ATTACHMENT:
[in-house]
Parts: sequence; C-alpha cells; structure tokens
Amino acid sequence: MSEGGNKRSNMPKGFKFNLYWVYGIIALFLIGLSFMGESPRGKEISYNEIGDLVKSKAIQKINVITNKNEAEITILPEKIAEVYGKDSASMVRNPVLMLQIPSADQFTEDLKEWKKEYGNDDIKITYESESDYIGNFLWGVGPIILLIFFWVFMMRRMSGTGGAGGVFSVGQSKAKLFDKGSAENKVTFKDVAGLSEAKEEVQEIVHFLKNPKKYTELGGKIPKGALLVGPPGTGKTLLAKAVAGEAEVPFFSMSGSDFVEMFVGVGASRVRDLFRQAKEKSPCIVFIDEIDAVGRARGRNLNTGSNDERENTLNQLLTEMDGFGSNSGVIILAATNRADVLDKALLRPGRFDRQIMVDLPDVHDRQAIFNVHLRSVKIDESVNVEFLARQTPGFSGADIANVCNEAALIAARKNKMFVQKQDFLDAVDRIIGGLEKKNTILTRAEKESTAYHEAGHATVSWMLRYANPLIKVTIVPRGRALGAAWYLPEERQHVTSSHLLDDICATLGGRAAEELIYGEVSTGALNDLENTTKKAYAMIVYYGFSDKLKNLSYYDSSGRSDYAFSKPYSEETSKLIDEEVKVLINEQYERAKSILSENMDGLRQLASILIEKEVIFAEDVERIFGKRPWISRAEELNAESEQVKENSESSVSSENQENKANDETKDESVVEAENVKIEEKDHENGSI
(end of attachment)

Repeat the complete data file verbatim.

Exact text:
[in-house]
Parts: sequence; C-alpha cells; structure tokens
Amino acid sequence: MSEGGNKRSNMPKGFKFNLYWVYGIIALFLIGLSFMGESPRGKEISYNEIGDLVKSKAIQKINVITNKNEAEITILPEKIAEVYGKDSASMVRNPVLMLQIPSADQFTEDLKEWKKEYGNDDIKITYESESDYIGNFLWGVGPIILLIFFWVFMMRRMSGTGGAGGVFSVGQSKAKLFDKGSAENKVTFKDVAGLSEAKEEVQEIVHFLKNPKKYTELGGKIPKGALLVGPPGTGKTLLAKAVAGEAEVPFFSMSGSDFVEMFVGVGASRVRDLFRQAKEKSPCIVFIDEIDAVGRARGRNLNTGSNDERENTLNQLLTEMDGFGSNSGVIILAATNRADVLDKALLRPGRFDRQIMVDLPDVHDRQAIFNVHLRSVKIDESVNVEFLARQTPGFSGADIANVCNEAALIAARKNKMFVQKQDFLDAVDRIIGGLEKKNTILTRAEKESTAYHEAGHATVSWMLRYANPLIKVTIVPRGRALGAAWYLPEERQHVTSSHLLDDICATLGGRAAEELIYGEVSTGALNDLENTTKKAYAMIVYYGFSDKLKNLSYYDSSGRSDYAFSKPYSEETSKLIDEEVKVLINEQYERAKSILSENMDGLRQLASILIEKEVIFAEDVERIFGKRPWISRAEELNAESEQVKENSESSVSSENQENKANDETKDESVVEAENVKIEEKDHENGSI